Why Are These Luxury Hotels Still Charging for Wi-Fi?
Hyatt, Starwood and Marriott all began offering free Wi-Fi this year—but there are still several holdouts.
It’s been the year of sort-of-free hotel Wi-Fi. Earlier this year the premium brands of Mariott and Starwood Hotels began offering free connections to guests—if they had a loyalty membership and booked direct. Hyatt tossed in Internet for all guests with no extra requirements.
“We can’t continue to differentiate and innovate our guest experiences when we’re charging some guests for the technology that powers future improvements,” wrote Kristine Rose, Hyatt’s vice president of brands, in a blog post last December.
It’s the continued industry thrashing over whether to help guests get on the Internet without helping themselves to additional fees.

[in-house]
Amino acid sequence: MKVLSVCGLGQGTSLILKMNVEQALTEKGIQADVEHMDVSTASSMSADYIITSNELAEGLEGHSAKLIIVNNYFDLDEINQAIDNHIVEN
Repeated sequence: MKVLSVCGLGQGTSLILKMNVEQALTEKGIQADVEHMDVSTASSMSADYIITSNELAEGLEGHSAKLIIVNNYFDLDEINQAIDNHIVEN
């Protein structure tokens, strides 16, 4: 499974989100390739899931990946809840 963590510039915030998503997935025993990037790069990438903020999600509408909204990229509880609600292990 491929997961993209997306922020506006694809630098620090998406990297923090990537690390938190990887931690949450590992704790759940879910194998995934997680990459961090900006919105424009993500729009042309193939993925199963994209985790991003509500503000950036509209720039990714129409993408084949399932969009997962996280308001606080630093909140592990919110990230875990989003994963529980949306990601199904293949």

Edward Malinowski, CIO of Shangri-La International Hotel Management, knows Wi-Fi. He’s had to pay for plenty of bad hotel connections in his travels away from the company’s properties.
“I pop open my laptop and try to synchronize my email and it takes five minutes,” Malinowski told Fortune. “When I pay for it, I expect a high degree of service.”
While hotel companies like Shangri-La offer free high-quality Internet access, some premium chains only drop the connection charge under special conditions. When room rates start at $300 or more a night, asking another $15 or $20 to go online can seem … grasping.
“I thought by 2015 there would be no hotels charging extra for Wi-Fi,” Rudy Maxa, consumer travel expert and host of the public television series Rudy Maxa’s World, told Fortune. “Every poll I’ve seen about what bothers hotel guests most is paying for Wi-Fi.”
Who is still charging—and how much? Head over to Fortune.com for a rundown.
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